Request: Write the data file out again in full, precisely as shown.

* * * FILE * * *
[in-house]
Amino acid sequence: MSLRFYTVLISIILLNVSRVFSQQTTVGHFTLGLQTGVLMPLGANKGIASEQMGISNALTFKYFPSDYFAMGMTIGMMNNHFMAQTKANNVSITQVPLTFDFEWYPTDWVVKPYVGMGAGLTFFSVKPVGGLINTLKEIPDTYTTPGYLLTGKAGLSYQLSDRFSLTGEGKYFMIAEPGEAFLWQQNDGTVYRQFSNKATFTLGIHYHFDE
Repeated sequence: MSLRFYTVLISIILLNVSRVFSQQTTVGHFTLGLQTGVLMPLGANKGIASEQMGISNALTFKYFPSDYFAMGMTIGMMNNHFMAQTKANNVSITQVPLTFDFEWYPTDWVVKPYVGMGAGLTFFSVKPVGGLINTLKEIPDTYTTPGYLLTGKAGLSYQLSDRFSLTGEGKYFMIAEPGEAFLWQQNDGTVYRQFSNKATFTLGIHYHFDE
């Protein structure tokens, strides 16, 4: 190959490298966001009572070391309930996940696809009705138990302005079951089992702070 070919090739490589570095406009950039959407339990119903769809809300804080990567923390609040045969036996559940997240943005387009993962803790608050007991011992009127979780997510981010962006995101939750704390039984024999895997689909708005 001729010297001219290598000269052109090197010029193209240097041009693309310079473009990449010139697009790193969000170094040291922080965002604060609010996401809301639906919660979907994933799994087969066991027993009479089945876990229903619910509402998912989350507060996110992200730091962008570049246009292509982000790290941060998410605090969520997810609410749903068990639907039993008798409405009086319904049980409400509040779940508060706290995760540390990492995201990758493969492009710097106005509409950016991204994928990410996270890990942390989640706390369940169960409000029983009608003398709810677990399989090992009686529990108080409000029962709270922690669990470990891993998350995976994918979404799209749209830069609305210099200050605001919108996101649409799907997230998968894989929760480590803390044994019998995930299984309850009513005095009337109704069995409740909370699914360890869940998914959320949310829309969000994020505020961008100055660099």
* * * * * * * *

[in-house]
Amino acid sequence: MSLRFYTVLISIILLNVSRVFSQQTTVGHFTLGLQTGVLMPLGANKGIASEQMGISNALTFKYFPSDYFAMGMTIGMMNNHFMAQTKANNVSITQVPLTFDFEWYPTDWVVKPYVGMGAGLTFFSVKPVGGLINTLKEIPDTYTTPGYLLTGKAGLSYQLSDRFSLTGEGKYFMIAEPGEAFLWQQNDGTVYRQFSNKATFTLGIHYHFDE
Repeated sequence: MSLRFYTVLISIILLNVSRVFSQQTTVGHFTLGLQTGVLMPLGANKGIASEQMGISNALTFKYFPSDYFAMGMTIGMMNNHFMAQTKANNVSITQVPLTFDFEWYPTDWVVKPYVGMGAGLTFFSVKPVGGLINTLKEIPDTYTTPGYLLTGKAGLSYQLSDRFSLTGEGKYFMIAEPGEAFLWQQNDGTVYRQFSNKATFTLGIHYHFDE
């Protein structure tokens, strides 16, 4: 190959490298966001009572070391309930996940696809009705138990302005079951089992702070 070919090739490589570095406009950039959407339990119903769809809300804080990567923390609040045969036996559940997240943005387009993962803790608050007991011992009127979780997510981010962006995101939750704390039984024999895997689909708005 001729010297001219290598000269052109090197010029193209240097041009693309310079473009990449010139697009790193969000170094040291922080965002604060609010996401809301639906919660979907994933799994087969066991027993009479089945876990229903619910509402998912989350507060996110992200730091962008570049246009292509982000790290941060998410605090969520997810609410749903068990639907039993008798409405009086319904049980409400509040779940508060706290995760540390990492995201990758493969492009710097106005509409950016991204994928990410996270890990942390989640706390369940169960409000029983009608003398709810677990399989090992009686529990108080409000029962709270922690669990470990891993998350995976994918979404799209749209830069609305210099200050605001919108996101649409799907997230998968894989929760480590803390044994019998995930299984309850009513005095009337109704069995409740909370699914360890869940998914959320949310829309969000994020505020961008100055660099």